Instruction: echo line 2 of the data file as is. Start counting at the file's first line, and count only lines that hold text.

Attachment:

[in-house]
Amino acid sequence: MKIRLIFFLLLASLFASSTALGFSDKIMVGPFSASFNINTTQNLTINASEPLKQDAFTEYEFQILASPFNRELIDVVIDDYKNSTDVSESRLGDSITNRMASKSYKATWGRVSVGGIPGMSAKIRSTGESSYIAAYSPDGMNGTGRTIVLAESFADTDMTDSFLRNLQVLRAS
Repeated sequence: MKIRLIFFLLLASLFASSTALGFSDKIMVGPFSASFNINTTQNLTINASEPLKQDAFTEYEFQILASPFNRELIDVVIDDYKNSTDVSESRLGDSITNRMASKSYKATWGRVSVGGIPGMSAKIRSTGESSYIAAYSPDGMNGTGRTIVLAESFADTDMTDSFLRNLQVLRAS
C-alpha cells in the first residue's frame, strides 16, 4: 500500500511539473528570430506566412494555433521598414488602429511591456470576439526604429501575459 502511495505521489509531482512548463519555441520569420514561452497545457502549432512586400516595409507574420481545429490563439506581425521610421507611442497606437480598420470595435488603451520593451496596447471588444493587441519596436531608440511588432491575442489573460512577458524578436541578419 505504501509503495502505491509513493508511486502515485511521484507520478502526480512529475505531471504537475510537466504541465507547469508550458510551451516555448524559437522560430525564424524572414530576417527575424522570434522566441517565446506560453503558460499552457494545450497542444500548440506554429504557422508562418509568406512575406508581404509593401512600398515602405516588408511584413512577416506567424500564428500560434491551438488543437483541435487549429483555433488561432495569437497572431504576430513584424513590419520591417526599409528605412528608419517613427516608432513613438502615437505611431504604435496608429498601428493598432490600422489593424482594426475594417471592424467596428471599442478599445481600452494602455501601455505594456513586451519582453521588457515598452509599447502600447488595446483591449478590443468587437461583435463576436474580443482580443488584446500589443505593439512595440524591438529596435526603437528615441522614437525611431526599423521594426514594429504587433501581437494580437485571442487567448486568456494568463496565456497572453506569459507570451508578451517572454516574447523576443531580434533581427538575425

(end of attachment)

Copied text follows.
Amino acid sequence: MKIRLIFFLLLASLFASSTALGFSDKIMVGPFSASFNINTTQNLTINASEPLKQDAFTEYEFQILASPFNRELIDVVIDDYKNSTDVSESRLGDSITNRMASKSYKATWGRVSVGGIPGMSAKIRSTGESSYIAAYSPDGMNGTGRTIVLAESFADTDMTDSFLRNLQVLRAS